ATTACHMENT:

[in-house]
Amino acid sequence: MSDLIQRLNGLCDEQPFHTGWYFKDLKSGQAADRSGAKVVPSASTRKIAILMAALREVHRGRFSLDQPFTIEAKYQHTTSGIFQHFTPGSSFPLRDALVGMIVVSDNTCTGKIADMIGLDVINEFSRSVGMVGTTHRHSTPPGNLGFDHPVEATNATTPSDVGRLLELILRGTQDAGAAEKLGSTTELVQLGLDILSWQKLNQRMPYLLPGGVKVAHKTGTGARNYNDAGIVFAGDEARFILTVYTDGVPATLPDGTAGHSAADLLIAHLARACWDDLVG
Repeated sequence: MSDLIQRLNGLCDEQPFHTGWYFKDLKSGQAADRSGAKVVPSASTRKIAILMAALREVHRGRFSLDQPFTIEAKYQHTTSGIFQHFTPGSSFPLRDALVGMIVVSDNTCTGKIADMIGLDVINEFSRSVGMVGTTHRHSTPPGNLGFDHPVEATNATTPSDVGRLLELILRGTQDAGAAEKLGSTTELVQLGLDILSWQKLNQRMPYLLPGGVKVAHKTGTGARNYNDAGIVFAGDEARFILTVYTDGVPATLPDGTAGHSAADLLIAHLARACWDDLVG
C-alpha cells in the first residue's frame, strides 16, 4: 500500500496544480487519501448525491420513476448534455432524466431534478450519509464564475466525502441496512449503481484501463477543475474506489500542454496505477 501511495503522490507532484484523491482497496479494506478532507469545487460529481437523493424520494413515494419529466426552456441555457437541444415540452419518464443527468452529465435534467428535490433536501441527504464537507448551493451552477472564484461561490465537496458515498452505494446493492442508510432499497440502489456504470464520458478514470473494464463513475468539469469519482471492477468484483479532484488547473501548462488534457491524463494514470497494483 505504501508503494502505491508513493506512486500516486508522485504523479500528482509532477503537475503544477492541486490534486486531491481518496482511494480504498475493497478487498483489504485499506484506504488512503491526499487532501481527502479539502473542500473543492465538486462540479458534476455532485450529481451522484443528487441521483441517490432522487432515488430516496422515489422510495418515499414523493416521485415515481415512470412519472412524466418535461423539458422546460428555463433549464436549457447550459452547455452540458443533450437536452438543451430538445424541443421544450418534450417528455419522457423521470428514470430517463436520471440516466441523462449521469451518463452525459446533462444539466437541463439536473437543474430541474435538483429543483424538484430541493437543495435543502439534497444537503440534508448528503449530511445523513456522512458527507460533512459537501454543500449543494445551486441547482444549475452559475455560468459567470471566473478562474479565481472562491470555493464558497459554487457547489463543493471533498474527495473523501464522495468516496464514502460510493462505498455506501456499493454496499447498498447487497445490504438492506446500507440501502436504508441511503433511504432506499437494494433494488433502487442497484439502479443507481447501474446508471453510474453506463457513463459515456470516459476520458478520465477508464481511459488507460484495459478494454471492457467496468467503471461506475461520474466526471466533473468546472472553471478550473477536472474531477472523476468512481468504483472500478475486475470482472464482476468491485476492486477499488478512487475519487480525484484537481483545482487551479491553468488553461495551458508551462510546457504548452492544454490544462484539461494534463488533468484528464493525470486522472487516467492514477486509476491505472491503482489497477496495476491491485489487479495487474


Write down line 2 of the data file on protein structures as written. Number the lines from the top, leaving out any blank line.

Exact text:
Amino acid sequence: MSDLIQRLNGLCDEQPFHTGWYFKDLKSGQAADRSGAKVVPSASTRKIAILMAALREVHRGRFSLDQPFTIEAKYQHTTSGIFQHFTPGSSFPLRDALVGMIVVSDNTCTGKIADMIGLDVINEFSRSVGMVGTTHRHSTPPGNLGFDHPVEATNATTPSDVGRLLELILRGTQDAGAAEKLGSTTELVQLGLDILSWQKLNQRMPYLLPGGVKVAHKTGTGARNYNDAGIVFAGDEARFILTVYTDGVPATLPDGTAGHSAADLLIAHLARACWDDLVG